Daydreams of Heaven 1 – The Amphitheater

I saw myself in a great amphitheater. I looked to my left and right. The great multitudes of people there measured beyond fathom, though it made little differencemiles off into the distance, the crowds became enshrouded in a bright light. I looked down at a small platform upon which a single individual was seen by the countless masses. I dared not look up, for I knew deep in my heart the great power that hovered above us all.

As if by miracle, all the peoples who had gathered hushed as the one at the center of the platform beneath us began to speak. “My name is Martin Luther King, Jr. I showed love and taught to love, even in the face of adversity. I preached the gospel openly and emphatically. Because of the work of God in me, I have brought many of my fellow Christians to set aside their differences.” He announced with a louder voice. “I have renounced my sins, my possessions, and all the works of the devil within me, and I wish to dwell in the house of my Lord forever.”

I felt a great stirring in me, and it spoke: “This man is now blameless before the Lord and righteous. Would you spend the rest of eternity with him?”

The audience was mostly silent, though a few shrieks of “No!” pierced through at points. Their shouts were cut short in the middle of their utterance. As I saw the dissidents, I witnessed them vanishing into oblivion, the only remnant of their memory being the echoes of their refusal as they bounced across the unfathomable halls. I could feel that those beside me were grateful for the dissidents’ passage. I myself felt calm, though I wondered if that feeling was the same gratitude.

The blameless one stepped down from the platform to join the choir invisible, and another man took his place. “My name is Jefferson Finis Davis. I led a revolt against my government and in doing so propagated the enslavement of millions of fellow human beings. Despite my desire for peace, I am responsible for the deaths of hundreds of thousands of my fellow countrymen, and the deaths of thousands of fellow men besides.” The words of his misdeeds faded through the crowd. “I have renounced my sins, my possessions, and the works of the devil within me, and I wish to dwell in the house of my Lord forever.”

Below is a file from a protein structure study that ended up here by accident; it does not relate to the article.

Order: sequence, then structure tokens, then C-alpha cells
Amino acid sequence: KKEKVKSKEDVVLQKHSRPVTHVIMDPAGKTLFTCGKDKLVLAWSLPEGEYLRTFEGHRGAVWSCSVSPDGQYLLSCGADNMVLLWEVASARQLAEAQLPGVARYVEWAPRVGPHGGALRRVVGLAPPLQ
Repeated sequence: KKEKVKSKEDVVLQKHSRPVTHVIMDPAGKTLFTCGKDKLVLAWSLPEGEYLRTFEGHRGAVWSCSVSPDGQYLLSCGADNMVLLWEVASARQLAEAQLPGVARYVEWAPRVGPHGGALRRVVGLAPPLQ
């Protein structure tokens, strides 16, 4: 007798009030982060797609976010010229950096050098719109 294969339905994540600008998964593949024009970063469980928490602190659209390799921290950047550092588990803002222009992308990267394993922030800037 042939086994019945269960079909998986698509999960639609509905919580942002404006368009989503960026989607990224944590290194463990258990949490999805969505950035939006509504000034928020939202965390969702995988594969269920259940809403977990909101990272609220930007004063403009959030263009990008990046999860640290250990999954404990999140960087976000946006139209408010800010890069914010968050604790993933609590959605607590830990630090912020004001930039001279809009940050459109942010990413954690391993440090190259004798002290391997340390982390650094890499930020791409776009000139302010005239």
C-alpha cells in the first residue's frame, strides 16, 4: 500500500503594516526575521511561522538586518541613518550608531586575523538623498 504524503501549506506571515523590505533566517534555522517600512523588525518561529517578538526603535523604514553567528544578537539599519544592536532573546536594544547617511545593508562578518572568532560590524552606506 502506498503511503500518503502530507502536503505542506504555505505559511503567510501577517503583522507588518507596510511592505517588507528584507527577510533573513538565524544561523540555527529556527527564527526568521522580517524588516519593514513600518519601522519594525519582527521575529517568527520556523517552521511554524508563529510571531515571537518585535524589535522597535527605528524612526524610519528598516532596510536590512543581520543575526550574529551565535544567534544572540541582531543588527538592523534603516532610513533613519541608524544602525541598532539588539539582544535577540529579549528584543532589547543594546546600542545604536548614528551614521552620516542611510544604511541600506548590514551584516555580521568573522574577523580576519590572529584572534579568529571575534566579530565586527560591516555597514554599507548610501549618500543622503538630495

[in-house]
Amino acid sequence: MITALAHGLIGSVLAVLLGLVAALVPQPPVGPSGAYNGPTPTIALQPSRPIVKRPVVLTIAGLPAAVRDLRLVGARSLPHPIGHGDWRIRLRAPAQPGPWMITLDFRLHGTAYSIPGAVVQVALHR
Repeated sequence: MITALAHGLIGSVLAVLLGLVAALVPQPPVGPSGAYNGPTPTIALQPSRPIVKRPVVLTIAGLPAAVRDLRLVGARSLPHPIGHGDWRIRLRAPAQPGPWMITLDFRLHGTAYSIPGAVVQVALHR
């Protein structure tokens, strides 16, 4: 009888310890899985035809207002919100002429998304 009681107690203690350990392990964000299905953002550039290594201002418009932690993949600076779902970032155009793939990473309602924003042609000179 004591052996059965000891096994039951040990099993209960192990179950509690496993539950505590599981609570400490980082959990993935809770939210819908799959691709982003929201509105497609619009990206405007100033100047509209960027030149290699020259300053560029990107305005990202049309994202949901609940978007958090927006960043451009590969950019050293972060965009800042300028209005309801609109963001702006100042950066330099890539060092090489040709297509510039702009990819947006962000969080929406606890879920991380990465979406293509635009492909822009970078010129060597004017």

The audience was silent. In fact, I could only hear the stirring inside me: “This man is now blameless before the Lord and righteous. Would you spend the rest of eternity with him?”

The cry all around me was a hundred times louder. “No!” shouted the many. They were driven from existence just as emphatically. Tens, no, hundreds of millions, vanished in a single utterance. I was taken aback just from the shock of that much lost life, though my feelings gave way to calm. In the end, I felt no more or less peace than before.

Scattered across the list of those who ascended up the podium, many more people would come to cull the audience. War criminals who sullied the image of the cross. Rapists who covered up their heinous acts with apparent piety. Pedophiles who had abused their roles in the church. Nazis and communists alike. Some of the worst leaders mankind had to offer, and outlaw-thugs that the history books discarded as heartless. I thought that the thinned crowd would make the shouts around me fainter, but yet they intensified with each villain. My ears could barely handle the pressure, but my peace provided me with strength.

When the last of the people descended from the platform, I recovered my composure. I looked around me. How few in number were those who remained! I shared ranks with the timid, the downtrodden, and the truly oblivious. Those who cared little for the world and those who forgave freely stood beside me. I had no quarrels with these men and women; how could I? To think that I would be spending eternity with the likes of these, that I would spend millennia understanding their characters! I once dreaded the thought of living forever, but the excitement overwhelmed me! The peace within me had blossomed into joy, and I basked myself in the light of God.

“For if you forgive men their trespasses, your heavenly Father will forgive you. And if you do not forgive men their trespasses, neither will your Father forgive your trespasses.”
Matthew 6:14-15

About The Author

Benjamin Bjorkman was raised a Northern Californian Presbyterian. His church was corrupted by internal politics and tyrannical leadership, and he began searching for a new home. He found refuge in a Dutch Reformed church, where he converted and remains active to this day. His personal spiritual adventure has been an attempt to separate Christian tenets with a solid spiritual foundation from more modern chaff, and finding ways to market the former to the masses. He ushers for church services at convalescent homes, and he supports local Community Bible Study plants from the sidelines. His personal favorite books are 1 and 2 Samuel.

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